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A collaboration with students from China is helping Scottish schools to hit an interdisciplinary note. Jackie Cosh reports

A collaboration with students from China is helping Scottish schools to hit an interdisciplinary note. Jackie Cosh reports

Today we are sharing history. Never before has a Chinese orchestra travelled beyond China."

Standing in the assembly hall at St Aidan's High in Wishaw, the pride in Nigel Osborne's voice is obvious. The Reid Professor of Music from the University of Edinburgh has been working with the students from Peking University for some time and, as a member of the Tapestry Partnership board, he has been keen to see this aspect of its Silk Road project developed.

The Silk Road to Scotland takes music from the Silk Road countries, such as China and India, as the key to interdisciplinary learning, with the creative arts helping students to learn.

"We have been running Silk Road in North and East Ayrshire and North and South Lanarkshire," says Professor Osborne.

"The object is to use music to lead an interdisciplinary project, to open doors. There was never a road between Scotland and China. Silk Road was the route the silk took through India, the Middle East and Eastern Europe. Silk Road countries by coincidence are the countries where many of our immigrants come from - the Middle East, Eastern Europe, Pakistan, so this is a celebration of the richness of these cultures."

As well as silk, much knowledge passed along the route - maths, chemistry, medical knowledge. And in many ways the arrival of the Peking University students is seen as a modern-day Silk Road.

"The students who are here are from undergraduates to postgraduates. They are the creme de la creme of China. Peking University recruits the best brains. Not only are they fabulous musicians, but they are clever too," says Professor Osborne.

During their week-long stay the students have been divided into two groups and are visiting four hubs, schools which are either Confucius hubs or planning to become one. In some schools, they will be filtering into classrooms, sharing thoughts. "We have the best brains in China wandering round schools," says Professor Osborne.

The concert comprises a range of pieces being played by the Chinese students - duets and ensembles - before they join the North Lanarkshire Schools Symphony Orchestra.

This morning was the first chance to rehearse with the Scottish students. The Chinese style of reading music is different from the Western style, with numbers instead of letters, but this does not affect the quality of the music.

Violins and bassoons play alongside Chinese flutes, erhu (Chinese violin) and the yangqin (Chinese dulcimer). Professor Osborne explains what each of them is.

Head Tony Rooney is proud that this year the school had the highest number of students sitting Higher music in Scotland and knows the value of such visits.

"We are exposing them to the wider sense of music," he says. "We are moving into running different courses with music, opening barriers and seeing what we can develop. They will now have a wider idea of what music is about and the cultural aspects, too."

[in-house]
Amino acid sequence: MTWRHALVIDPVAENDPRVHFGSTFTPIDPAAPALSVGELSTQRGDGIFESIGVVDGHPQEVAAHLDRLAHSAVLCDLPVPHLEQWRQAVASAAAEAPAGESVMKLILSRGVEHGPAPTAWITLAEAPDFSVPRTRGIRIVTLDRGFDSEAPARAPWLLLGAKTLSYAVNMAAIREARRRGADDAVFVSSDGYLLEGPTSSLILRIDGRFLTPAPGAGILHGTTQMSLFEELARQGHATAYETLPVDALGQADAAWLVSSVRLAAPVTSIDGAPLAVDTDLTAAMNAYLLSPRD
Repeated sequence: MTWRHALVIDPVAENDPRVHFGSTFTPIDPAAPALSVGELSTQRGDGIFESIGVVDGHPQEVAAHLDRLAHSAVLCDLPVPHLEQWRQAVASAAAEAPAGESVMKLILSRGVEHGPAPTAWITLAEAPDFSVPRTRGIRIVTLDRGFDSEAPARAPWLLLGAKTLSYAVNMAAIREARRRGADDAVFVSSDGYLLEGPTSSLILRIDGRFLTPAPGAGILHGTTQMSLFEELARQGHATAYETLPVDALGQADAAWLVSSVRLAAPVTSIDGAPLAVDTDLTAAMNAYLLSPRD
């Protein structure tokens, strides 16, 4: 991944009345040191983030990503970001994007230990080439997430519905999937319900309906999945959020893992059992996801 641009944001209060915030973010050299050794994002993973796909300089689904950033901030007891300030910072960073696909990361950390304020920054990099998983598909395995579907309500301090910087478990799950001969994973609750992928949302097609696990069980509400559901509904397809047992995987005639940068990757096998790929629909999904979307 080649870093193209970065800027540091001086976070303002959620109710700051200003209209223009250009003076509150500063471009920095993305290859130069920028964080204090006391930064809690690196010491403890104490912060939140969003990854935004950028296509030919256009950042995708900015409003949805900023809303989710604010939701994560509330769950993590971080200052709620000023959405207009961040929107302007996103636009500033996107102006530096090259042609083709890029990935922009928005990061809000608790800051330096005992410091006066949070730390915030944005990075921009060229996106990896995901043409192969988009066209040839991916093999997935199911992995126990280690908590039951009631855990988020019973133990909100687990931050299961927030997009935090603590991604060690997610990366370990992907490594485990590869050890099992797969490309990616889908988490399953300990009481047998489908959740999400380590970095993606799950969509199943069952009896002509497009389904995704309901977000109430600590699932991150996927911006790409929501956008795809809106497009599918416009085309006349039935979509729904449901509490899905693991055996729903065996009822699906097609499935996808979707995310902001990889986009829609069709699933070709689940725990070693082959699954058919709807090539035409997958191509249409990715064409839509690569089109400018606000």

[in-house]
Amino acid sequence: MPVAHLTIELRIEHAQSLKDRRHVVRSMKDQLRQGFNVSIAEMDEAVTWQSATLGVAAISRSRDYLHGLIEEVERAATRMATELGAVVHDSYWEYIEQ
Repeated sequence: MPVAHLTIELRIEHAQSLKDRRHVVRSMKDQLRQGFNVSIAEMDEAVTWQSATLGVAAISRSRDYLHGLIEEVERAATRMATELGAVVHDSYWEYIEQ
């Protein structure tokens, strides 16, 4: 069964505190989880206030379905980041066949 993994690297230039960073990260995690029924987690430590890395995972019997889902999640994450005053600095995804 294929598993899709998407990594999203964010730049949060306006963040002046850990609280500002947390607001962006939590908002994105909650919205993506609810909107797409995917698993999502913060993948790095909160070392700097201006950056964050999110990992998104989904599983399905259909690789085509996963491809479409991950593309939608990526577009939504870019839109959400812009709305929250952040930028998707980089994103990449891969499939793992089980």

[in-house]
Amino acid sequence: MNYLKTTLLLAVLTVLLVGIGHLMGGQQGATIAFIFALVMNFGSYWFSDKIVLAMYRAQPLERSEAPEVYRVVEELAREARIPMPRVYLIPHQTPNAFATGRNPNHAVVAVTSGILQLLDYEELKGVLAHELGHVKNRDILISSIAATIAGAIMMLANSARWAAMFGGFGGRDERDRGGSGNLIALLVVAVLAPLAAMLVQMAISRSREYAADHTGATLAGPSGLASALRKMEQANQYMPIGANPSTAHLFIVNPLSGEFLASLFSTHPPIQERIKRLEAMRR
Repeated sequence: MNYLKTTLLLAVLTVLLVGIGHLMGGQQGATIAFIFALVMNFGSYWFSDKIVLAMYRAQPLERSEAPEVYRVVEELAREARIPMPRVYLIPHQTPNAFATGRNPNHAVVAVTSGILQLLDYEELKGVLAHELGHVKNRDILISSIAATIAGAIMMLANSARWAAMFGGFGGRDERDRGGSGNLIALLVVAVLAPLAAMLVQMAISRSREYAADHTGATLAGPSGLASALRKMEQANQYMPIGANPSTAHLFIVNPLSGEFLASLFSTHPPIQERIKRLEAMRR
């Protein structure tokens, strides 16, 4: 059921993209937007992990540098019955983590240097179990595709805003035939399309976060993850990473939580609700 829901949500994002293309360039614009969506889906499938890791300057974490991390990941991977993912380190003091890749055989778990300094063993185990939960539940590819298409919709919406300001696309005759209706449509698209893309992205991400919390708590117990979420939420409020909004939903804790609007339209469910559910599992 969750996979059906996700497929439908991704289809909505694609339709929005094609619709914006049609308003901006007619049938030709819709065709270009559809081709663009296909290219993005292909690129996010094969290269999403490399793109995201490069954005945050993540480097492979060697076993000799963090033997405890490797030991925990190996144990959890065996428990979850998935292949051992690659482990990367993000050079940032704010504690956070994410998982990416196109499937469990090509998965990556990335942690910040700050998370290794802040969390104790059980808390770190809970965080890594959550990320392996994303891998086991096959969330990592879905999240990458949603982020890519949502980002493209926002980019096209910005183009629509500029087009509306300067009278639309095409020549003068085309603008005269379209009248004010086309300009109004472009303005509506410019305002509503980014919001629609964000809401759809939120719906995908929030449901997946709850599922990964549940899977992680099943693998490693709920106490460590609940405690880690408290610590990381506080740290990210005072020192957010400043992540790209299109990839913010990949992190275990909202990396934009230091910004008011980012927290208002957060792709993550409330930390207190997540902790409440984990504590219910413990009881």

After the concert, the group has lunch before getting ready for an afternoon with the CSI science group, followed by a mock trial. With a biomedical engineer, a physicist and a medical student among the visitors, the chance to tap into such experience and knowledge is not being lost.

Both groups will gain a lot from the visit and from talking and getting to know a little about each other's lives, says Professor Osborne. "We have a dreadful tendency to stereotype. Although we are very respectful of China, we think people are locked into certain political philosophies, but they are much more open-minded. It is useful for us to see what they are like. These are the young people of today and it is good that we get to know this.

"We have the people who will lead China in the future here at St Aidan's and the Scottish pupils are getting the opportunity to hear music from the best musicians.

What the students said

"The concert was a good experience and I have never heard music like that before. It shows how good they are that they can read our music. The way they play, they never play the same piece of music the same way twice."

Clarinet player Sarah McKenna, 17

"It was really interesting, even the instruments. It was the first time I had seen them. The concert went really smoothly."

Saxophone player Nicola Welsh, 17

CSI-Style science inquiry

Rather than go down the route of the Silk Road project, St Aidan's set up an interdisciplinary learning project after five members of staff completed the Harvard Teaching for Deeper Understanding module.

A CSI-style investigation looks at the science involved in finding a murderer, and in examining the evidence, but also brings in areas for debate and discussion such as problem-solving and moral values.

As well as setting well-defined understanding goals, students are very clear about the success criteria, explaining the overlaps between subject areas, common threads for learning and how this enhances learning.

"The principles of Silk Road are similar to what we are doing," says Mr Rooney. "The children are taking responsibility for learning. They are learning the value of research and how to apply it. The idea is that they should be able to apply these skills anywhere in the school."

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